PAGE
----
It is fair to say that year-to-date (YTD) economic growth has been better than feared, as consumer balance sheets and locked-in low mortgage rates have somewhat buffered the raising interest rate impact, and fiscal stimulus from areas such as the CHIPS Act and Inflation Reduction Act has been supportive to the economic activity levels. With the inflation readings trending lower, albeit with volatility on the energy markets, investor consensus is increasingly expecting the end to the Federal Reserve tightening cycle. The S&P 500 Index is up 16% YTD 2023, driven by expectations of the rate raising cycle ending without deep recession and given the strong impact of the AI-related growth outlook and speculation on the technology component of the index. YTD performance of the technology-rich NASDAQ is even stronger at +31% YTD 2023, largely on the back of AI-driven growth expectations.
Looking toward the end of 2023, there are many factors to consider. The cost of capital does remain elevated, and the impact of higher financing costs continues to ripple through the economy. There are headwinds such as the resumption of student debt loan repayments on top of already higher credit card payments, thereby testing consumer resilience. There are unknowns such as the extent of impact from the UAW strike affecting already wobbling industrial growth, as well as the federal government’s ability to avoid a shutdown. The geopolitical backdrop remains complex, with higher oil prices having differing levels of impact across economies.
Funding Environment for Space Startups
Higher interest rates and resulting higher return on equity requirements also imply higher hurdle rates for risk capital access, particularly for early-stage, capital-intensive, and delayed profitability stories. The broader venture capital industry’s investment activity slowed 46% year over year in in the first half of 2023, despite all the interest in ChatGPT and AI, and the very low pace of exits year-to-date (IPOs, M&A) has further constrained the ability to monetize returns and reinvest funds.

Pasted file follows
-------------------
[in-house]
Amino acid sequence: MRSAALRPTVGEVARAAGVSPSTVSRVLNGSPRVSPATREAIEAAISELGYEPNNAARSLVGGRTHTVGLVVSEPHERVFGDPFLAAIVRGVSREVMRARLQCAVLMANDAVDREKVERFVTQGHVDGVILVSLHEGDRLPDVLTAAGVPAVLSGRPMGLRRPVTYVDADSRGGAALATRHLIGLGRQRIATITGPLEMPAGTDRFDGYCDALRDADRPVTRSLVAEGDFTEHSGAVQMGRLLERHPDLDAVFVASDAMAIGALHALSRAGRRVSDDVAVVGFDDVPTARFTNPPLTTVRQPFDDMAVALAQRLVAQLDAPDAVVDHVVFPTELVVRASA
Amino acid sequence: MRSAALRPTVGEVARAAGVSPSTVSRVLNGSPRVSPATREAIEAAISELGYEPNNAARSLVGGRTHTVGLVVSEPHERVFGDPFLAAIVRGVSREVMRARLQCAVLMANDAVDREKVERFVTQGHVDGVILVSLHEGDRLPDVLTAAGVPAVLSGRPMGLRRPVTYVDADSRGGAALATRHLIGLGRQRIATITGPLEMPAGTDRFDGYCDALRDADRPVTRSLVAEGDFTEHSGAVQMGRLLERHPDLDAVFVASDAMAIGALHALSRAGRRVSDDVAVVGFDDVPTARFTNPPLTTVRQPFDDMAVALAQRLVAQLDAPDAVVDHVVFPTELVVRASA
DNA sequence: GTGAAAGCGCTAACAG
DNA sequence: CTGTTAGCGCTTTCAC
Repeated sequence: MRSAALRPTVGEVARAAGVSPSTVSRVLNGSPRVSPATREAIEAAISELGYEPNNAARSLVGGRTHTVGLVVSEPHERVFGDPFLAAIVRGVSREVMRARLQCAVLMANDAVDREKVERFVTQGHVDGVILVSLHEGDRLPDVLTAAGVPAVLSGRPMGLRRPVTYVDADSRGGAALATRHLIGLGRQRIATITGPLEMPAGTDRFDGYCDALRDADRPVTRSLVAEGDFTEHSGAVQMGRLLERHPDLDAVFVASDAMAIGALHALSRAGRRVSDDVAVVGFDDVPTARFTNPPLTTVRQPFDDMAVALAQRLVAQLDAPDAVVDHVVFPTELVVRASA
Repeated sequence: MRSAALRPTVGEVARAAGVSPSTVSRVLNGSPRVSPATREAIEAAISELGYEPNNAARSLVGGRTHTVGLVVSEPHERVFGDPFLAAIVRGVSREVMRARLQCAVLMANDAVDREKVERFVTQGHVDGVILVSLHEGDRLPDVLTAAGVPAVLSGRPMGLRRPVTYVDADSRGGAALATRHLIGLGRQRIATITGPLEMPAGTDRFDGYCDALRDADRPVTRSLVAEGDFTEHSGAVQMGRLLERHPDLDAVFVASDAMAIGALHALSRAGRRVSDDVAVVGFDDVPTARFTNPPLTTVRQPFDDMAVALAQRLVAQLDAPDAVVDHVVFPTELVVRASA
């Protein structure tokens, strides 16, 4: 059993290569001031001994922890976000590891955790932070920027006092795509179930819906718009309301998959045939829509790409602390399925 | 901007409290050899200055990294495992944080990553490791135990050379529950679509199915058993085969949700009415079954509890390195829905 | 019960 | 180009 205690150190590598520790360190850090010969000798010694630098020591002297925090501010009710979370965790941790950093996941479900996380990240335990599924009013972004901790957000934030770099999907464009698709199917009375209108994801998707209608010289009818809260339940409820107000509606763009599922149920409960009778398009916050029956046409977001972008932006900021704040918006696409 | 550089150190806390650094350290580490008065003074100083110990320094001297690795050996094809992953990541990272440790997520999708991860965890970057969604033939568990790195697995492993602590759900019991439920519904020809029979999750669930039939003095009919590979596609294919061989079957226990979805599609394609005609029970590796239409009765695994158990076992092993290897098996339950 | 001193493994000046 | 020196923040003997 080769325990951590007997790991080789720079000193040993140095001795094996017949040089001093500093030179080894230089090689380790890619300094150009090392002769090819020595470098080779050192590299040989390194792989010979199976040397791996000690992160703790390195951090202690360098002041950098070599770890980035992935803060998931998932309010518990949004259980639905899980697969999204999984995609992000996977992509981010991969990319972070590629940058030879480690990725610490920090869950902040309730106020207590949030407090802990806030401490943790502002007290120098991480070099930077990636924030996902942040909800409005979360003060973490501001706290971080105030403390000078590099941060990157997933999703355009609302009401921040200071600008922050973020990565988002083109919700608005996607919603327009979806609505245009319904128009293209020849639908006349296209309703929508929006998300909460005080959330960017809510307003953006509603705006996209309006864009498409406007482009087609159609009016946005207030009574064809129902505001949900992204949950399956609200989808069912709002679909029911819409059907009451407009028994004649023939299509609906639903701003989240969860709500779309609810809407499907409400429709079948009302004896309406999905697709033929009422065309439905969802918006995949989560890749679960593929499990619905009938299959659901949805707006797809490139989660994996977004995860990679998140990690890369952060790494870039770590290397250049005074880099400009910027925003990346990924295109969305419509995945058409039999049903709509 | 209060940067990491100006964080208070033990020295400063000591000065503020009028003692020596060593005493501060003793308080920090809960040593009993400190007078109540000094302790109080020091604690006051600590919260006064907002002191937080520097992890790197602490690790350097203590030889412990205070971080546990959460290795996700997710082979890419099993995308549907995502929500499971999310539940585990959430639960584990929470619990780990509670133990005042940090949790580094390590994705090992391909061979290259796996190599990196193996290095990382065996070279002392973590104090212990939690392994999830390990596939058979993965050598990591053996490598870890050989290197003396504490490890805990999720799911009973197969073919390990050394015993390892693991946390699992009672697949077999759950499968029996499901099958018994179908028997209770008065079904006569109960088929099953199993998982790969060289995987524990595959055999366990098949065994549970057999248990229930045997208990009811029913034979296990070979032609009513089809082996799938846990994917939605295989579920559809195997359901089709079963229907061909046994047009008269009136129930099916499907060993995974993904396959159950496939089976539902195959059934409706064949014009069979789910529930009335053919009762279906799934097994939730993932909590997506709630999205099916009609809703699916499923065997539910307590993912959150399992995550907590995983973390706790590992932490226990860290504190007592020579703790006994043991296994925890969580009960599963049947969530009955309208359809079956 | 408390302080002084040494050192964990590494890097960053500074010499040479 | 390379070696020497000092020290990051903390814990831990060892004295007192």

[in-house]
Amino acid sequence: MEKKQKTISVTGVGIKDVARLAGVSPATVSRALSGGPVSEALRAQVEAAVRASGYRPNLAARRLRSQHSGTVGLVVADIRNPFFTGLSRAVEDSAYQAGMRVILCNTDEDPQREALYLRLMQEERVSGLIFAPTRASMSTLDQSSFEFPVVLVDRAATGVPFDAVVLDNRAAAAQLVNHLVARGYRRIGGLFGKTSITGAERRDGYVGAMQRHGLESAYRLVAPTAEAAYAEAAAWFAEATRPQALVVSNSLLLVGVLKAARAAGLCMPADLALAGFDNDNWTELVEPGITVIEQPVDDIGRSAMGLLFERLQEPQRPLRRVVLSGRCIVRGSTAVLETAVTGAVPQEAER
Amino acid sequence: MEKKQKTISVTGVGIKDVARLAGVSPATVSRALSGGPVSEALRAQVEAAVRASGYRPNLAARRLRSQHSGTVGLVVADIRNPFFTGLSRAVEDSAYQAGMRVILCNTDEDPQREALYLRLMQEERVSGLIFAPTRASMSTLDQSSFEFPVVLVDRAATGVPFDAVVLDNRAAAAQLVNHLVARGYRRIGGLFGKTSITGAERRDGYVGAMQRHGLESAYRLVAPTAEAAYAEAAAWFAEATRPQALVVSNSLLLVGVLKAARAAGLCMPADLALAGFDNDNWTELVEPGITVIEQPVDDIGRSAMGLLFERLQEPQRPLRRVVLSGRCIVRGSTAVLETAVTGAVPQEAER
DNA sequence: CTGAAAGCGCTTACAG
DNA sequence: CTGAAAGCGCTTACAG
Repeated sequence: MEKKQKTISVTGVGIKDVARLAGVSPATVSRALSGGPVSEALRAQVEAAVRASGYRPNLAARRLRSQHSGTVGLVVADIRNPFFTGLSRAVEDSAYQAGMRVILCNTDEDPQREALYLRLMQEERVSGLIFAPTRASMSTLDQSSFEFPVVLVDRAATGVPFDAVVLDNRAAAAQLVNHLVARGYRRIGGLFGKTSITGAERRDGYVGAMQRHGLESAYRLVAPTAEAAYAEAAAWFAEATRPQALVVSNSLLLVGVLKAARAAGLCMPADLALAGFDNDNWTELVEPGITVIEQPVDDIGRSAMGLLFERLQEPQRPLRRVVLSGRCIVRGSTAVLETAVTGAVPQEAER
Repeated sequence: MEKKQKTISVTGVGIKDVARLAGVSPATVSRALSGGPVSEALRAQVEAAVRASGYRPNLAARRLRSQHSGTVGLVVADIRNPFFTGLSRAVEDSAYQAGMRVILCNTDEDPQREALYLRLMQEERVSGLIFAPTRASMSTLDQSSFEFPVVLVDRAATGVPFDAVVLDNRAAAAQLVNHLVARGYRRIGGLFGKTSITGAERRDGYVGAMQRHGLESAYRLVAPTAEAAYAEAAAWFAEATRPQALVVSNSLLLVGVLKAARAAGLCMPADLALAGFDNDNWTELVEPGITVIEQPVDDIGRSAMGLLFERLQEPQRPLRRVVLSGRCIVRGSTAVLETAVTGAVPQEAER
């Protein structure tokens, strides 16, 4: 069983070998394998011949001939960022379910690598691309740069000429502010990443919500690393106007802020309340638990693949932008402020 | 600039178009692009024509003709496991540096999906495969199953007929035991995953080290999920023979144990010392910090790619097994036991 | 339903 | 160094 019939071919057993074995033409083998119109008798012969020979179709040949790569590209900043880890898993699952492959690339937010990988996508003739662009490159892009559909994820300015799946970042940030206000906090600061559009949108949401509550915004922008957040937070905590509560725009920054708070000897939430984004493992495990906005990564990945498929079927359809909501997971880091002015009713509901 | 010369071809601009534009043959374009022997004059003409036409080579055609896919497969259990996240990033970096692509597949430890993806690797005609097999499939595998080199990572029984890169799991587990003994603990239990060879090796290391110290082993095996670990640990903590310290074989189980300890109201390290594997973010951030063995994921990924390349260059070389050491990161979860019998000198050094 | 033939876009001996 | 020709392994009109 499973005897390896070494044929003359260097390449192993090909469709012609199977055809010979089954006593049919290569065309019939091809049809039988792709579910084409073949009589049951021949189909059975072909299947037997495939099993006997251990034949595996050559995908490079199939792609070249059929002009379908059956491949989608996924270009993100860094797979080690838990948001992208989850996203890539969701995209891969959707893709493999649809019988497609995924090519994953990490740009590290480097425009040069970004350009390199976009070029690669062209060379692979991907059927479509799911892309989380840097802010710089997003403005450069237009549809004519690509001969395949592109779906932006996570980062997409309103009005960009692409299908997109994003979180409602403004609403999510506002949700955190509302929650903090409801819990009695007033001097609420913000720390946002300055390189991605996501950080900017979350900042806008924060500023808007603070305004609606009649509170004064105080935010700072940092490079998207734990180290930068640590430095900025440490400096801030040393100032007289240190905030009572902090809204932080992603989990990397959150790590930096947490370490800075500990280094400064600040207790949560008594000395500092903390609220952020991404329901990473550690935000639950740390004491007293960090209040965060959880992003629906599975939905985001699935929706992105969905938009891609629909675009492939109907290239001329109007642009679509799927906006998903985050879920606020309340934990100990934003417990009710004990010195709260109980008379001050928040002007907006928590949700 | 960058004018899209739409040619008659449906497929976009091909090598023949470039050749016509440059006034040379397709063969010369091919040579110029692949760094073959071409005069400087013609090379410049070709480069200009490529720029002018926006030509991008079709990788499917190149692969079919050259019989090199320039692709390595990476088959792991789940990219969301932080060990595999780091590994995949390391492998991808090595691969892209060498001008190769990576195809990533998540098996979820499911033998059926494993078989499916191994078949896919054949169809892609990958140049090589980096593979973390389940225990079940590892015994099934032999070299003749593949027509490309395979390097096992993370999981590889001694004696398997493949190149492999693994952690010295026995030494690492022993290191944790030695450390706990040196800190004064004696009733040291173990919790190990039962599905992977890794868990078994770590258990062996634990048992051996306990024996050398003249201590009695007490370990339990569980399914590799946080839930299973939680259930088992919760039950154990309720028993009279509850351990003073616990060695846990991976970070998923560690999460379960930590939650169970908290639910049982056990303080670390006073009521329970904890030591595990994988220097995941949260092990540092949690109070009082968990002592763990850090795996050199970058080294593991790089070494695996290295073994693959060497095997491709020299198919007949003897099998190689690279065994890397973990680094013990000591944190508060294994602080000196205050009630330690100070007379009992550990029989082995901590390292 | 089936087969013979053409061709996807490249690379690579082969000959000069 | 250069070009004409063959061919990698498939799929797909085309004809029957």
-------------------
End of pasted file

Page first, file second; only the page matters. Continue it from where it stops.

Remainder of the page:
However, there is some good news. In recent weeks, the IPO market appears to be showing some early signs of reopening, even if valuations are well below the heights of 2021. With a broad set of companies that have varying risk and return profiles waiting for the opportunity, it will likely take some time before this market is likely to become broadly accessible for new space companies looking to go public.
As evidenced by 2Q23 data, the funding conditions for the space sector appear to be bottoming on the private markets following declines from 2021 levels. Deals are getting done, but the market is still very selective, with raised performance requirements and reduced valuations, particularly when it comes to the growth capital. In the International Space Station (ISS) National Laboratory ecosystem, we have seen successful funding rounds in recent months, such as Axiom Space, ConstellR, GITAI, Lynk Global, Orbit Fab, and several others. On the public markets, we have seen several follow-up financings by deSPAC’d space companies, implying some access to capital, albeit at steeply discounted valuations to the initial listing prices. The industry continues to innovate strongly but also adjusts to the capital access realities. Hiring levels are down from the 2022 peaks, and we have also seen reductions in workforce at several companies as well as revisions in resource allocation plans. Industry expectations are for more consolidation for both revenue base expansion as well as a path of survival.
Revisit the ISSRDC Investor Discussion for Further Insights
For further insight on fundamental investment perspectives as relevant for the space sector, including funding criteria in infrastructure, in-space applications, and services in low Earth orbit (LEO), revisit the International Space Station Research and Development Conference (ISSRDC) investor panel discussion (a recording of the session is available online). The panel was moderated by Carie Mullins from BryceTech, and panelists included Jon Lusczakoski from AE Industrial Partners, Lewis Jones from Seraphim Capital, Mislav Tolusic from Marlinspike Partners, and Thomas Gillespie from In-Q-Tel.